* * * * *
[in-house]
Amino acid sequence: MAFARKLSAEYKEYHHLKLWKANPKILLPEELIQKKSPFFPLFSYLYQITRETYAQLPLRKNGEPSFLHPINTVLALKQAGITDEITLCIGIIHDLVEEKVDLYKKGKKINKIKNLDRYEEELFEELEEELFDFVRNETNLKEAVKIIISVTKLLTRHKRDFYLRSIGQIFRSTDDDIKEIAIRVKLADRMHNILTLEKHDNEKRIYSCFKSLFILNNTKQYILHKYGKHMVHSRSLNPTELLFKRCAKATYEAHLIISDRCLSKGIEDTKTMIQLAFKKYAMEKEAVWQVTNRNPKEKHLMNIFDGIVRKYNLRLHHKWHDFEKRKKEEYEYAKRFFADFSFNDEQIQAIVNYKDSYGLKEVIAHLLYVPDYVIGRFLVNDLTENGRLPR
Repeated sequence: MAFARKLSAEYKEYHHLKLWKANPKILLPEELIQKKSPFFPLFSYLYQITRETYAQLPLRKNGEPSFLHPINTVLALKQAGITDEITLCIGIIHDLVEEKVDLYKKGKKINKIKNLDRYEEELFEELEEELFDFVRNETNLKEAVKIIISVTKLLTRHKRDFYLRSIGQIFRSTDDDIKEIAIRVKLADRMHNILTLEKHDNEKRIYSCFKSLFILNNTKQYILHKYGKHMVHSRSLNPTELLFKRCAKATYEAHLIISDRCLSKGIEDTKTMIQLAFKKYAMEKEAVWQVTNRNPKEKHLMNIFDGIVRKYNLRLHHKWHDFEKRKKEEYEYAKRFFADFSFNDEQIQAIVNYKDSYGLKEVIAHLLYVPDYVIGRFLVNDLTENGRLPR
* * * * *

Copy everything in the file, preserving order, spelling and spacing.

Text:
[in-house]
Amino acid sequence: MAFARKLSAEYKEYHHLKLWKANPKILLPEELIQKKSPFFPLFSYLYQITRETYAQLPLRKNGEPSFLHPINTVLALKQAGITDEITLCIGIIHDLVEEKVDLYKKGKKINKIKNLDRYEEELFEELEEELFDFVRNETNLKEAVKIIISVTKLLTRHKRDFYLRSIGQIFRSTDDDIKEIAIRVKLADRMHNILTLEKHDNEKRIYSCFKSLFILNNTKQYILHKYGKHMVHSRSLNPTELLFKRCAKATYEAHLIISDRCLSKGIEDTKTMIQLAFKKYAMEKEAVWQVTNRNPKEKHLMNIFDGIVRKYNLRLHHKWHDFEKRKKEEYEYAKRFFADFSFNDEQIQAIVNYKDSYGLKEVIAHLLYVPDYVIGRFLVNDLTENGRLPR
Repeated sequence: MAFARKLSAEYKEYHHLKLWKANPKILLPEELIQKKSPFFPLFSYLYQITRETYAQLPLRKNGEPSFLHPINTVLALKQAGITDEITLCIGIIHDLVEEKVDLYKKGKKINKIKNLDRYEEELFEELEEELFDFVRNETNLKEAVKIIISVTKLLTRHKRDFYLRSIGQIFRSTDDDIKEIAIRVKLADRMHNILTLEKHDNEKRIYSCFKSLFILNNTKQYILHKYGKHMVHSRSLNPTELLFKRCAKATYEAHLIISDRCLSKGIEDTKTMIQLAFKKYAMEKEAVWQVTNRNPKEKHLMNIFDGIVRKYNLRLHHKWHDFEKRKKEEYEYAKRFFADFSFNDEQIQAIVNYKDSYGLKEVIAHLLYVPDYVIGRFLVNDLTENGRLPR